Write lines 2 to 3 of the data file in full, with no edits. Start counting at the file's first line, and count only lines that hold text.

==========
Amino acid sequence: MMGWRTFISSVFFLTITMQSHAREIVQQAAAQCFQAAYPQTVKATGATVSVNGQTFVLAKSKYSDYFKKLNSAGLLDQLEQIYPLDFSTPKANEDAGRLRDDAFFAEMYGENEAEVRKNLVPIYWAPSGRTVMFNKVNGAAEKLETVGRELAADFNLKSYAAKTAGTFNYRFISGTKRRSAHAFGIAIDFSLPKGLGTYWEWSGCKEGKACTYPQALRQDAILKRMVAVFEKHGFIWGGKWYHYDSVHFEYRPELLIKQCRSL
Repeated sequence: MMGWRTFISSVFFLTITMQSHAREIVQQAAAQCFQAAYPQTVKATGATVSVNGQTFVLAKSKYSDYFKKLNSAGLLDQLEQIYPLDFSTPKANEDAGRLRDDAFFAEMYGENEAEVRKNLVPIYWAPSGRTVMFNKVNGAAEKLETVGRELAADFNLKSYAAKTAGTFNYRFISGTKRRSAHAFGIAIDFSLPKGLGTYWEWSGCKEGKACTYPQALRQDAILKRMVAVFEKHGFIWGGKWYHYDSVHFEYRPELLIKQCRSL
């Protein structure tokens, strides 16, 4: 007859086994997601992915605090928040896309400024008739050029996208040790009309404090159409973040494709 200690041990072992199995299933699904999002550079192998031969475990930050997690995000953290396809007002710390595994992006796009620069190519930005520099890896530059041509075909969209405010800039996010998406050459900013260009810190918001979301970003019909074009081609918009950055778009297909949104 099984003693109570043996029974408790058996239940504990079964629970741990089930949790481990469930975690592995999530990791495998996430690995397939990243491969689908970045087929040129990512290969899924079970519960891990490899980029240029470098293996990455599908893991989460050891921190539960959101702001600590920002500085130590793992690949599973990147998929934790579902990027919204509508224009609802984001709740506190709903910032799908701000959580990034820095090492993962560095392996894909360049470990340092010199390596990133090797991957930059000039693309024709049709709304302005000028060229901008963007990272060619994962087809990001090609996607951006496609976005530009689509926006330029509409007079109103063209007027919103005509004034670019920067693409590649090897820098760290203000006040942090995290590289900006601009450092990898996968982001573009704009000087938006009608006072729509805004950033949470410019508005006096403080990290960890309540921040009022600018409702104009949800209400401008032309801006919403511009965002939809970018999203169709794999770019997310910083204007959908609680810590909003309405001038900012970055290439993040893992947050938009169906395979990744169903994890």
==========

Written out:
Repeated sequence: MMGWRTFISSVFFLTITMQSHAREIVQQAAAQCFQAAYPQTVKATGATVSVNGQTFVLAKSKYSDYFKKLNSAGLLDQLEQIYPLDFSTPKANEDAGRLRDDAFFAEMYGENEAEVRKNLVPIYWAPSGRTVMFNKVNGAAEKLETVGRELAADFNLKSYAAKTAGTFNYRFISGTKRRSAHAFGIAIDFSLPKGLGTYWEWSGCKEGKACTYPQALRQDAILKRMVAVFEKHGFIWGGKWYHYDSVHFEYRPELLIKQCRSL
């Protein structure tokens, strides 16, 4: 007859086994997601992915605090928040896309400024008739050029996208040790009309404090159409973040494709 200690041990072992199995299933699904999002550079192998031969475990930050997690995000953290396809007002710390595994992006796009620069190519930005520099890896530059041509075909969209405010800039996010998406050459900013260009810190918001979301970003019909074009081609918009950055778009297909949104 099984003693109570043996029974408790058996239940504990079964629970741990089930949790481990469930975690592995999530990791495998996430690995397939990243491969689908970045087929040129990512290969899924079970519960891990490899980029240029470098293996990455599908893991989460050891921190539960959101702001600590920002500085130590793992690949599973990147998929934790579902990027919204509508224009609802984001709740506190709903910032799908701000959580990034820095090492993962560095392996894909360049470990340092010199390596990133090797991957930059000039693309024709049709709304302005000028060229901008963007990272060619994962087809990001090609996607951006496609976005530009689509926006330029509409007079109103063209007027919103005509004034670019920067693409590649090897820098760290203000006040942090995290590289900006601009450092990898996968982001573009704009000087938006009608006072729509805004950033949470410019508005006096403080990290960890309540921040009022600018409702104009949800209400401008032309801006919403511009965002939809970018999203169709794999770019997310910083204007959908609680810590909003309405001038900012970055290439993040893992947050938009169906395979990744169903994890």